So instead I start with a zipper foot and set the machine for maximum stitch length. The cording is essentially sewn with a basting stitch to minimize perforations. Everything else is attached temporarily with staples, until the perimeter of the cushion is sewn.

Build Faux Box Cushion

16. Position the strap on either side of the corner seams and align the edges even with the heavy-duty office stapler and 3/8″ staples.

This style of backrest cushion is a faux box cushion, because it fits the shape of the foam well, however, it only has one central seam. You’re close to the finish line now, as you staple the piping to the front panel. Next staple the straps in place on top of the piping. To avoid excessive thickness, the ends of the strap should straddle the corner seams. Even so, you’ll have a seam that is 4 layers thick, and increase to 6-7 layers briefly as you round the top corners. Make sure your sewing machine and needle can handle the thick leather by testing on scraps.

These techniques are not exclusive to the leather, and most of these processes can be applied to fabric as well. Of course, you would pin or clip fabric instead of stapling it. You may even be able to manage a fabric upholstery project with a domestic sewing machine. For sewing leather, it’s advisable to use an industrial walking foot sewing machine. They feed material with feed dogs below, as well as a walking foot from above. If you don’t have an industrial machine, try to borrow one or take a project-based class where equipment is provided. That’s what I did for my first foray into leather upholstery, and it was well worth the time invested.

Marking & Cutting Leather

17. Focus on aligning the corner seams and center marks as you staple the front and rear panels together. Complete the backrest cover by sewing the perimeter with a 1/4″ cording foot.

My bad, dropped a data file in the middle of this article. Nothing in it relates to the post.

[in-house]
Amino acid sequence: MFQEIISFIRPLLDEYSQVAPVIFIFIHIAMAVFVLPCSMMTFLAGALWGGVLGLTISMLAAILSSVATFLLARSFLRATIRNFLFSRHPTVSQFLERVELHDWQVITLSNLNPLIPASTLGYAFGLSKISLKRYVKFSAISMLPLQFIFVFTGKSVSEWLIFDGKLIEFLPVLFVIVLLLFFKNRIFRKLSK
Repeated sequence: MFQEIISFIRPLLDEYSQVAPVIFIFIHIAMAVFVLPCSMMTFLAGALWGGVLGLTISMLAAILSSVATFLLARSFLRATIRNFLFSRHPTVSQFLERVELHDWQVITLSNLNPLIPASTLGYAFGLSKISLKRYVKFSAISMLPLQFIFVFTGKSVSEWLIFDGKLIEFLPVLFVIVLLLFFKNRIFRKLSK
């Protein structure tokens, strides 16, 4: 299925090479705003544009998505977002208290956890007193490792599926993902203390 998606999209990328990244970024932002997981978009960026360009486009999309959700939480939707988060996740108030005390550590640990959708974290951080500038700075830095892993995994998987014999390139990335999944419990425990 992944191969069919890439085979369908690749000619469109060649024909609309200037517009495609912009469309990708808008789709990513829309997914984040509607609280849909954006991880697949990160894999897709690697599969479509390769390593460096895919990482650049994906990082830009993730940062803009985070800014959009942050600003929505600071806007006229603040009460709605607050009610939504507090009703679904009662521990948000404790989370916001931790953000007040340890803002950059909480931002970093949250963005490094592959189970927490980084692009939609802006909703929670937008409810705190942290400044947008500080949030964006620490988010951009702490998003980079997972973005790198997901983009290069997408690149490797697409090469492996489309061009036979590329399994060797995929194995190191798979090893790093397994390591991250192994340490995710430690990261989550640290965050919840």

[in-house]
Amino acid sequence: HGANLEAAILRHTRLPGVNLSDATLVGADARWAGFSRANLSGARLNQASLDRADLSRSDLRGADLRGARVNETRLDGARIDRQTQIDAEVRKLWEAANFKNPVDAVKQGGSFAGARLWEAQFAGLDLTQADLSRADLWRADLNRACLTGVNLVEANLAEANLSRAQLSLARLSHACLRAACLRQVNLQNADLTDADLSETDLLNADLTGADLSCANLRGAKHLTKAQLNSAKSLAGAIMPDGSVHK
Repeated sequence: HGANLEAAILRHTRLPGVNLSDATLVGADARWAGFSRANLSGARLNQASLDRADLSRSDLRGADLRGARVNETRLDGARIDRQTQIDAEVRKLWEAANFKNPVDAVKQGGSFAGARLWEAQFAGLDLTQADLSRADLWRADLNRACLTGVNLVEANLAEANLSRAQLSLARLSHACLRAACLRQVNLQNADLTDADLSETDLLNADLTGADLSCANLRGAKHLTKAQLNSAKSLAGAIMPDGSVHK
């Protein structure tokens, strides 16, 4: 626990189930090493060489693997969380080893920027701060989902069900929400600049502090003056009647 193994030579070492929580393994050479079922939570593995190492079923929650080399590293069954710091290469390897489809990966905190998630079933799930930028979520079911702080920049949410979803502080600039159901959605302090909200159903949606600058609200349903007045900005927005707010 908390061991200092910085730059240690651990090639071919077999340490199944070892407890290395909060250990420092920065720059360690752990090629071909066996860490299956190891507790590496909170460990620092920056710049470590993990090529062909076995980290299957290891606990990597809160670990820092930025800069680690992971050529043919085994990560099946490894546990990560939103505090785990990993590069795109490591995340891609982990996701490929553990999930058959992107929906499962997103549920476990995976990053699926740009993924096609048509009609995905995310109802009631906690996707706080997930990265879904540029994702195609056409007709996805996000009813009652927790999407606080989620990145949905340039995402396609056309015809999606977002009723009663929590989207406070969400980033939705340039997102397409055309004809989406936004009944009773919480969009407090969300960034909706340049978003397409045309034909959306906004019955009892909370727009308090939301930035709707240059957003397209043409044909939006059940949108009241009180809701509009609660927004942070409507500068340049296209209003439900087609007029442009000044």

Accurate marking and cutting of the leather panels is important to get your project off on the right foot. Make drawing templates from large sheets of construction paper or other suitable material. Use the templates to layout the pieces on your leather hide for the best yield. I recommend using a special leather marking pen for tracing around the paper templates. A leather pen allow you to clearly mark on the show face of the leather, while still being easily removable.

On large pieces such as these, I use heavy duty 8 leather shears. You’ll find household scissors aren’t up to the task and won’t cut a straight line in leather. For the smaller pieces such as the leather straps, you could use a rotary cutter.

Sewing leather projects may seem intimidating at first, but with a little practice, you’ll be tacking all sorts of upholstery projects.

Material List

  • 1 hide of leather; 50-55 s.f. 2-3oz thickness (0.8-1.2mm)
  • 5/32” Piping/welting cord
  • 1834 foam for top layer of seat cushion:
    2″T x 22″W x 25″L
  • 1845 foam for bottom layer of
    seat cushion:

    3″T x 22″W x 25″L
  • 2955 foam for  base foam, sized to fit inside the seat frame
  • 1818 foam for backrest cushion:
    3″T x 20″W x 26″L
  • High loft polyester batting; approx. 2 yds.
  • 92 weight bonded nylon thread
  • Dust cambric: 27″W x 27″L
  • Staples T50 x 3/8″L
  • #10 and #12 upholstery tacks
  • Red strip Jute webbing